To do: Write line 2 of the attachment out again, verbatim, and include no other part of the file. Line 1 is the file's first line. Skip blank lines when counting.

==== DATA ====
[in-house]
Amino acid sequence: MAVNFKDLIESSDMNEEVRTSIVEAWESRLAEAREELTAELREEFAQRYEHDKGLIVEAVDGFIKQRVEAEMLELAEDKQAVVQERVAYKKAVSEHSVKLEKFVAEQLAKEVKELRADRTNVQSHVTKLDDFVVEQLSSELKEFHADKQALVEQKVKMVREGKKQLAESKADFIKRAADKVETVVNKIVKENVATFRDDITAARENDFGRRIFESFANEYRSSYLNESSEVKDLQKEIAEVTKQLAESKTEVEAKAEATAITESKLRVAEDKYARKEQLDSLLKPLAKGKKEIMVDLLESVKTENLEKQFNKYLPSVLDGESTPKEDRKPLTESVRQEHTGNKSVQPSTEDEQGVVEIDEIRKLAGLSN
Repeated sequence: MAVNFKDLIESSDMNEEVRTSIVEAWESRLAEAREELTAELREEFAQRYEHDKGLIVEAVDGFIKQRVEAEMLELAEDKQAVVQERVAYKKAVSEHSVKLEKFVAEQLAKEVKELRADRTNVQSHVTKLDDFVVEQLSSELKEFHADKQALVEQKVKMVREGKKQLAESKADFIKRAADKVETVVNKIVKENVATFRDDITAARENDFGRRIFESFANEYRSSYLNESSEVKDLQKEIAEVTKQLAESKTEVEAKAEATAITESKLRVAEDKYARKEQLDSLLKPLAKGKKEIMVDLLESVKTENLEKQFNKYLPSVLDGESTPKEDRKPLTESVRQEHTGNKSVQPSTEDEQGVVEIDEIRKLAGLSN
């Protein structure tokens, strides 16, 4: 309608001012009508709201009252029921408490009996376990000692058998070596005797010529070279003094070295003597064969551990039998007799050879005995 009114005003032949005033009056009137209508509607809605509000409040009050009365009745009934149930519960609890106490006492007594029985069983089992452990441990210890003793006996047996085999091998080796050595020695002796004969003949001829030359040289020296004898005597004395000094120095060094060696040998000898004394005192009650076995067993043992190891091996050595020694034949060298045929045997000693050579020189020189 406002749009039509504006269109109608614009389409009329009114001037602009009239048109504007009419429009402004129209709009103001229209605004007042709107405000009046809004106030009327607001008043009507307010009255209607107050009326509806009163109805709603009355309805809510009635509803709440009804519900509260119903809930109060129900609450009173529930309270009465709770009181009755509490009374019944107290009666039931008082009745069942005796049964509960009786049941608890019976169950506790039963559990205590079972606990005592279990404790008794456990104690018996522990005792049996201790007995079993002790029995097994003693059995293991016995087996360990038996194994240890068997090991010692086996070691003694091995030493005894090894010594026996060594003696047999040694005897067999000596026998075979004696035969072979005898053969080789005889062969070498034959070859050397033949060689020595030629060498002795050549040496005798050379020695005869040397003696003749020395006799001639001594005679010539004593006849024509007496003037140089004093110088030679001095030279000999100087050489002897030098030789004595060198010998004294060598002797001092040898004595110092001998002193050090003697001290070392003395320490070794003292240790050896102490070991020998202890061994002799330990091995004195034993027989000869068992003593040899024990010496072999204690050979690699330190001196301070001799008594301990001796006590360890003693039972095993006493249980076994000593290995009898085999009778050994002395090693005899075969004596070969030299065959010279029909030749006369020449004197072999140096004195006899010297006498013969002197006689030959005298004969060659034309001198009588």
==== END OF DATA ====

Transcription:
Amino acid sequence: MAVNFKDLIESSDMNEEVRTSIVEAWESRLAEAREELTAELREEFAQRYEHDKGLIVEAVDGFIKQRVEAEMLELAEDKQAVVQERVAYKKAVSEHSVKLEKFVAEQLAKEVKELRADRTNVQSHVTKLDDFVVEQLSSELKEFHADKQALVEQKVKMVREGKKQLAESKADFIKRAADKVETVVNKIVKENVATFRDDITAARENDFGRRIFESFANEYRSSYLNESSEVKDLQKEIAEVTKQLAESKTEVEAKAEATAITESKLRVAEDKYARKEQLDSLLKPLAKGKKEIMVDLLESVKTENLEKQFNKYLPSVLDGESTPKEDRKPLTESVRQEHTGNKSVQPSTEDEQGVVEIDEIRKLAGLSN